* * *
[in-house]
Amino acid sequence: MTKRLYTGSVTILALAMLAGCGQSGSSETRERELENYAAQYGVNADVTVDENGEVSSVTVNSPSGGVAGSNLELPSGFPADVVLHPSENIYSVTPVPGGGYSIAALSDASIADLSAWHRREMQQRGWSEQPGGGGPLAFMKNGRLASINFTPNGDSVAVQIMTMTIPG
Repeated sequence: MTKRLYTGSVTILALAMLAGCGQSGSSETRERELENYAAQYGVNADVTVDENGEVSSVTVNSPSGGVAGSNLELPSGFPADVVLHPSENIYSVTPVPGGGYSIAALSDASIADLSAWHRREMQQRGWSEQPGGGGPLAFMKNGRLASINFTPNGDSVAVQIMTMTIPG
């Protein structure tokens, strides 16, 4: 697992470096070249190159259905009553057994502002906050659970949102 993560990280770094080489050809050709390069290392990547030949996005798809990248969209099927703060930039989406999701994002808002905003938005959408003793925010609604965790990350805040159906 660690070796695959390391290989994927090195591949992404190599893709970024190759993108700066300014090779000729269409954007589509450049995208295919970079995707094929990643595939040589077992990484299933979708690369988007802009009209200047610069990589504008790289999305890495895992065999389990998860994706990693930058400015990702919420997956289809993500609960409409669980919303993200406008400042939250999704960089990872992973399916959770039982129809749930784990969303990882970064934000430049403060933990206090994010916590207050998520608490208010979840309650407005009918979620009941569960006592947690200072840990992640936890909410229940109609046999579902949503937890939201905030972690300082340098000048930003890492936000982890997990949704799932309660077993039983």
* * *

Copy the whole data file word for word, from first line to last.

[in-house]
Amino acid sequence: MTKRLYTGSVTILALAMLAGCGQSGSSETRERELENYAAQYGVNADVTVDENGEVSSVTVNSPSGGVAGSNLELPSGFPADVVLHPSENIYSVTPVPGGGYSIAALSDASIADLSAWHRREMQQRGWSEQPGGGGPLAFMKNGRLASINFTPNGDSVAVQIMTMTIPG
Repeated sequence: MTKRLYTGSVTILALAMLAGCGQSGSSETRERELENYAAQYGVNADVTVDENGEVSSVTVNSPSGGVAGSNLELPSGFPADVVLHPSENIYSVTPVPGGGYSIAALSDASIADLSAWHRREMQQRGWSEQPGGGGPLAFMKNGRLASINFTPNGDSVAVQIMTMTIPG
């Protein structure tokens, strides 16, 4: 697992470096070249190159259905009553057994502002906050659970949102 993560990280770094080489050809050709390069290392990547030949996005798809990248969209099927703060930039989406999701994002808002905003938005959408003793925010609604965790990350805040159906 660690070796695959390391290989994927090195591949992404190599893709970024190759993108700066300014090779000729269409954007589509450049995208295919970079995707094929990643595939040589077992990484299933979708690369988007802009009209200047610069990589504008790289999305890495895992065999389990998860994706990693930058400015990702919420997956289809993500609960409409669980919303993200406008400042939250999704960089990872992973399916959770039982129809749930784990969303990882970064934000430049403060933990206090994010916590207050998520608490208010979840309650407005009918979620009941569960006592947690200072840990992640936890909410229940109609046999579902949503937890939201905030972690300082340098000048930003890492936000982890997990949704799932309660077993039983």